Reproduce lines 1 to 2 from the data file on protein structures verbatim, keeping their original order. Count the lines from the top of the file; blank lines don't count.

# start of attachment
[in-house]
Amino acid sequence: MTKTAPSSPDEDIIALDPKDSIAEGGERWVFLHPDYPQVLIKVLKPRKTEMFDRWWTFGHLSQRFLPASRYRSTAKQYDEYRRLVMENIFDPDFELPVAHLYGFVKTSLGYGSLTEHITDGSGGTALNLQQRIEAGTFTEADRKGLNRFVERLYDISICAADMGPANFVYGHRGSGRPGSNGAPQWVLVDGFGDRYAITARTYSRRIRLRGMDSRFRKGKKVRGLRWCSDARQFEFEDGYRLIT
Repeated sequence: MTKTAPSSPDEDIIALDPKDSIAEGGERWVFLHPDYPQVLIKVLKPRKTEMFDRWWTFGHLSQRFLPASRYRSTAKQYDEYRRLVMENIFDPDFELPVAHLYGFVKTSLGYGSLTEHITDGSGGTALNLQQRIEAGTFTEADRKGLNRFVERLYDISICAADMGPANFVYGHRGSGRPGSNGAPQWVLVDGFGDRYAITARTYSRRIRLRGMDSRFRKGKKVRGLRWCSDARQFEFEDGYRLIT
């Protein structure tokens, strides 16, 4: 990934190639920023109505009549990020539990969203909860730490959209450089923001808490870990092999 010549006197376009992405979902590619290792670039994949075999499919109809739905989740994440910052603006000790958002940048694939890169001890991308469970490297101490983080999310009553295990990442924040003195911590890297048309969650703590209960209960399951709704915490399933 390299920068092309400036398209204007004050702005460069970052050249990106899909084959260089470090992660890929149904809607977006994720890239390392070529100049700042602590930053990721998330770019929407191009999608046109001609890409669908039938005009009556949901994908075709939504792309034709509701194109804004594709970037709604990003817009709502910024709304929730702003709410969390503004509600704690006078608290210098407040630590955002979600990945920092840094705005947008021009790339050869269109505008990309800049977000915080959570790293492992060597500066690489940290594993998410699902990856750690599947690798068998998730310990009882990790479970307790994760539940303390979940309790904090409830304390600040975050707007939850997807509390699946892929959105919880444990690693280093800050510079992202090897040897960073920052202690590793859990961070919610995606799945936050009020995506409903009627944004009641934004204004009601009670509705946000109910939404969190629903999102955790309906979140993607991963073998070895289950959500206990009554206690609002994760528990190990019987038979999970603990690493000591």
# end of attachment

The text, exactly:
[in-house]
Amino acid sequence: MTKTAPSSPDEDIIALDPKDSIAEGGERWVFLHPDYPQVLIKVLKPRKTEMFDRWWTFGHLSQRFLPASRYRSTAKQYDEYRRLVMENIFDPDFELPVAHLYGFVKTSLGYGSLTEHITDGSGGTALNLQQRIEAGTFTEADRKGLNRFVERLYDISICAADMGPANFVYGHRGSGRPGSNGAPQWVLVDGFGDRYAITARTYSRRIRLRGMDSRFRKGKKVRGLRWCSDARQFEFEDGYRLIT